Dividing the year by months perhaps isn’t the easiest thing to do. This year, more than many others, stretched and shrank; some days did not end and some weeks flew by, for better and worse, all blurry and already past. My brain was not a reliable instrument. Some things it refuses to remember clearly. What happened to me in January, in February? It is hard to say. And then, what in August, in September, in October? Too much to say. Nonetheless, I split the year into twelve parts, simply because I like lists.
January. The year turned over grey.
February. I couldn’t hide. Everything was bleak was seemingly endless. That’s all I’ll say.
March. It began with headaches, but gradually that passed. And I went to New York City, and I saw a very best friend, and we danced to Cut Copy, and I met Gandalf (okay, Ian McKellen). I was emerging into my world again. But back to work.
April. Just work, which stretched on, monotonizing the days. But the end was, at last, in sight. I looked forward to something, once more. Looking forward is important. You need to see a future.
May. Things started to brighten. I left my job. My friend came from Finland (one home) and we went to Gambier (another home) and Bloomington (a former home) and Mammoth Cave (which is just cool). We spent the hours on roads talking and talking. Four years of separation: nothing. The past compressed and we remembered all the words to our teenager music just perfectly. Now and the past clasped hands, just right.
June. When someone invites you to go to Siberia with them, say yes. Yes, yes, yes, it’s crazy, I’m crazy, I bowed my head to everyone. But I liked sitting at home with a grand adventure ahead, planning away. In between, I was in a friend’s wedding and two of us bridesmaids epically danced to Wonderwall. Slowly, turning back to myself.
July. More time sitting at home, some spent interning, some planning, some reading. I was on a cusp.
August. Ben graduated, we celebrated, and then I was gone. To Siberia! This choice I made was the best choice. This time in Siberia was the best time. I needed a cleansing more than I even imagined and, let me tell you, trees stretching endlessly on, freezing cold rushing rivers, a clear lake as far as one can see, a sky untouched by electricity—this all washes through you, sweeping the dark grit away. And then! As if Siberia wasn’t perfect enough, after the aching, parting goodbyes, I made my way through Lithuania, Latvia, and Estonia and joined up with other wonderful people. I walked through streets, I cycled through dunes, I walked through forests. I know things that make me happy, and this is one.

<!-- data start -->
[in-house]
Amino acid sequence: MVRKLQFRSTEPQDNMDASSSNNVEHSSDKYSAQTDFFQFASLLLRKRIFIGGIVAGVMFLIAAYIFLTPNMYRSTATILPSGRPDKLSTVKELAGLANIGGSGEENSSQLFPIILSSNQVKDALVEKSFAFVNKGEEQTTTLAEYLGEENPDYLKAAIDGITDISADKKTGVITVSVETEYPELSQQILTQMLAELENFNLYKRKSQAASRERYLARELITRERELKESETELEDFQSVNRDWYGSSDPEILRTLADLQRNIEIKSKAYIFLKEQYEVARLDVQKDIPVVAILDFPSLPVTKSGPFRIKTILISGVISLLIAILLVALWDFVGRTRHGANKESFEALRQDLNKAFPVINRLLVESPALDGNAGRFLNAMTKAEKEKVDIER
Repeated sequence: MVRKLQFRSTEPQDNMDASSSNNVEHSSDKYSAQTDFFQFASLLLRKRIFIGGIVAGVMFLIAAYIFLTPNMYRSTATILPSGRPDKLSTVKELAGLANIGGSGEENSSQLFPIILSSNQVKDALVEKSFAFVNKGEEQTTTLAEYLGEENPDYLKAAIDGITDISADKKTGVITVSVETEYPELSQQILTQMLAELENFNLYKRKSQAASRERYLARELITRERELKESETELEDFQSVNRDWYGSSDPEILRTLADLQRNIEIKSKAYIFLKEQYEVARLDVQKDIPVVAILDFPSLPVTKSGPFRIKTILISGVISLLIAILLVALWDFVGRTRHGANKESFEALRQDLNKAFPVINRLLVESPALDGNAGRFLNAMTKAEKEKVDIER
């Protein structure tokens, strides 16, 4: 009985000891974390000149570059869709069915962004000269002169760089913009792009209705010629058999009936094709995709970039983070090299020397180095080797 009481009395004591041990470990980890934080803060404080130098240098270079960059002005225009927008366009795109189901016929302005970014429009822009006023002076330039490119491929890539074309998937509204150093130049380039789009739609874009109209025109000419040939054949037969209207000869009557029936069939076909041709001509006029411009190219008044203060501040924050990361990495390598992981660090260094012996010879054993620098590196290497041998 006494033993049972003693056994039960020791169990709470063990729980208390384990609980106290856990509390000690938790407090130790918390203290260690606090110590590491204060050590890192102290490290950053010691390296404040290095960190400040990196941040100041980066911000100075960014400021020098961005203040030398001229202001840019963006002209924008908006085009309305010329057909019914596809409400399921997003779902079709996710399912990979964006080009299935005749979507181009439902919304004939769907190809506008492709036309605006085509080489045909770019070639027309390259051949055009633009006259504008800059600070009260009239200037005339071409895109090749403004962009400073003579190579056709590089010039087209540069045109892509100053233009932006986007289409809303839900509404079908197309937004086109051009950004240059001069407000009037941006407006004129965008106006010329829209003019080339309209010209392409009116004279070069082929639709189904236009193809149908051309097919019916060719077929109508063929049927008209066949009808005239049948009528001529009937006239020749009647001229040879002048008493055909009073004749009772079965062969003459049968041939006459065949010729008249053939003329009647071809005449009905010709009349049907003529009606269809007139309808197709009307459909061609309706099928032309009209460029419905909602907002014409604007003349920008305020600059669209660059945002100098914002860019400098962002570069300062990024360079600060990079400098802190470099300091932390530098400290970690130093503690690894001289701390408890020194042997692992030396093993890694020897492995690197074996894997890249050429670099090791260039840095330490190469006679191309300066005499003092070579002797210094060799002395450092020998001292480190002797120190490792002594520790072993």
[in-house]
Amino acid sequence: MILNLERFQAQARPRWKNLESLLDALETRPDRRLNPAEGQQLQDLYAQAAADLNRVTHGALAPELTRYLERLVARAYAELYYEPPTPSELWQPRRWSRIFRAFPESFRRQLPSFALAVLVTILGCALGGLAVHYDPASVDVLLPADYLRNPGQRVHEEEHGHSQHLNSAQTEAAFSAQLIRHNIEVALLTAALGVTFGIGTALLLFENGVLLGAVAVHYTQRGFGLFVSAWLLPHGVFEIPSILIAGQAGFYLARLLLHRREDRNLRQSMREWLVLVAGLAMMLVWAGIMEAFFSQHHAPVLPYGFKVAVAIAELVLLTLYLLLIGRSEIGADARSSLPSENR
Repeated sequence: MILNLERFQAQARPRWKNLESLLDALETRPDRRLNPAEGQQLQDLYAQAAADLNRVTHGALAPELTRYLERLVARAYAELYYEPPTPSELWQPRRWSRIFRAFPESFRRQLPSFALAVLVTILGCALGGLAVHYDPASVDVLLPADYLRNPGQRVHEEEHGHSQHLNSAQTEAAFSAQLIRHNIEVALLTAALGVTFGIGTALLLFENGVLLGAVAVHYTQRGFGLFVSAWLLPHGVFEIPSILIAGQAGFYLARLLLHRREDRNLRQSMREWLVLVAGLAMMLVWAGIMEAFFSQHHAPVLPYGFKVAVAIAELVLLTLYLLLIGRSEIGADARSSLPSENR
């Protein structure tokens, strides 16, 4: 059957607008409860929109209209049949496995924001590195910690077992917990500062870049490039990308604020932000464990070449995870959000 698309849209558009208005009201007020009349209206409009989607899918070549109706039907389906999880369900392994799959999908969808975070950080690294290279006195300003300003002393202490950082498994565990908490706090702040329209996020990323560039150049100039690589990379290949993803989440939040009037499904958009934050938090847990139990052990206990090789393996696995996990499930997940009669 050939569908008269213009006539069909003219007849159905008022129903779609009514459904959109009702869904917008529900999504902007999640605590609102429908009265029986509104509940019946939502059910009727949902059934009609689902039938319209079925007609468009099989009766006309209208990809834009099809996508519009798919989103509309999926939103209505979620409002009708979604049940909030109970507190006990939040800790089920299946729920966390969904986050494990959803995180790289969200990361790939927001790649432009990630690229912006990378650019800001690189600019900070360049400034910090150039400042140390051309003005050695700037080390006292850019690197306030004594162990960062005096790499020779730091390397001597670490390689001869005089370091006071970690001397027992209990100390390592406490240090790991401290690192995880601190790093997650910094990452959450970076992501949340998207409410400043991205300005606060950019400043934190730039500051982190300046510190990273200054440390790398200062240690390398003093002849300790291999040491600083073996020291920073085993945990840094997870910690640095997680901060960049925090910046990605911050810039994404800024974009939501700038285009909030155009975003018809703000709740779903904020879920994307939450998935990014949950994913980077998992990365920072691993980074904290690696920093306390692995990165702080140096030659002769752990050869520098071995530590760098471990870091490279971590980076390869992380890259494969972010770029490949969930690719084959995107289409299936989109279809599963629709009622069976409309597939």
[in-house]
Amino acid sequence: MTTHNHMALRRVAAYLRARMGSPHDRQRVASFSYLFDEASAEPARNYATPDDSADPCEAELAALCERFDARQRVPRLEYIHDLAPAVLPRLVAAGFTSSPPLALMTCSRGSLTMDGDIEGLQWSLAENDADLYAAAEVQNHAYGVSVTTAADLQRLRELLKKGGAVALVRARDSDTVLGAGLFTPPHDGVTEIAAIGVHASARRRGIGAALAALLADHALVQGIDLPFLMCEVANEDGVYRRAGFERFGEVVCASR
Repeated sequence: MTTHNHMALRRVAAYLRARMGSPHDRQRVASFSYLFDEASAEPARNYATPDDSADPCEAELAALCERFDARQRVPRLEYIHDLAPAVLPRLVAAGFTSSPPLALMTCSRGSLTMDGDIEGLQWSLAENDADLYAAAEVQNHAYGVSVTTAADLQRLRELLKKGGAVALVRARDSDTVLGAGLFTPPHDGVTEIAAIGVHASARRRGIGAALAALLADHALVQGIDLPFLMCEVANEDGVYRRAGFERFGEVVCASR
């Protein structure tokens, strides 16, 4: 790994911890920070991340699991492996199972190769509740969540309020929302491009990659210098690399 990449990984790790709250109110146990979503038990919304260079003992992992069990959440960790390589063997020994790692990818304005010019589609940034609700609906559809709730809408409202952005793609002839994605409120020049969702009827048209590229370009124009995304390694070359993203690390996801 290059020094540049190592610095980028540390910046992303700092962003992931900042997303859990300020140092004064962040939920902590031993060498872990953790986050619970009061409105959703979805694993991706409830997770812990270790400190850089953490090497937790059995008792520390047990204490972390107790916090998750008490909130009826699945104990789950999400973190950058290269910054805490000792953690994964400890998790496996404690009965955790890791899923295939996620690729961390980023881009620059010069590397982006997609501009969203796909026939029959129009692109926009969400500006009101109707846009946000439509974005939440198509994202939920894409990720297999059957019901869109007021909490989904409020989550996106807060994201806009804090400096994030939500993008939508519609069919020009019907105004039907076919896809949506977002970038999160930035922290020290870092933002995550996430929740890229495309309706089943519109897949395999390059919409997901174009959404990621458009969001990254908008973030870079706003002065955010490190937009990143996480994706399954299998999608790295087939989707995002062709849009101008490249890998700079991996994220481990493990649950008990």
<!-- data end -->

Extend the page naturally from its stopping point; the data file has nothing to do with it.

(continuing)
September. September started in Finland. I had made it, which was secretly beyond my hopes at the beginning of the year. Friends, mushrooms, Helsinki, sauna, art. It’s all the best. And then, the country-hopping concluded, back to the arms of my partner, now a bit stronger, and certainly happier.
October. Now I had to live the normal life again, but the travel glow encapsulated me. I applied to jobs. I traveled to DC for a wedding. At the very end of the month, Ben and I flew to Seattle to scope out a future life. And it came faster than we guessed: on Halloween, I got a job offer.
November. The task of shaping this new life began. Ben and I searched for a place for me to stay in Seattle. But you can’t go all the way to the Pacific Northwest and ignore the outdoors, so despite the logistical planning of moving across the country, we made our way to Olympic National Park to camp for a week. Rainforest to mountains to beaches—this is a good place. Back to Nashville for a few days, packing the belongings I could fit in my little car. Then, eleven states in four days. Then, moving in. Then, starting my new job. November was a lot.
December. I explored Seattle; I adjusted to my new job. And I’ll admit, I’m still anxious to settle down for real, as in not in a temporary place, as in back with Ben. To end the year, however, I’m back in Nashville, with him, for the holidays, for helping with moving arrangements. But 2014 moved forward indeed, and I needed that.
2015 may well shift in ways I can’t imagine. 2014 contained more than I dared hope for, though the beginning was a battle I didn’t think I would win. By the end, I met most of my goals, and achieved more important things than that list says.
If 2014 had a bottom line, it would be this: you need to hold on to what makes you happy. Tightly. Scrappily. Grab what you can.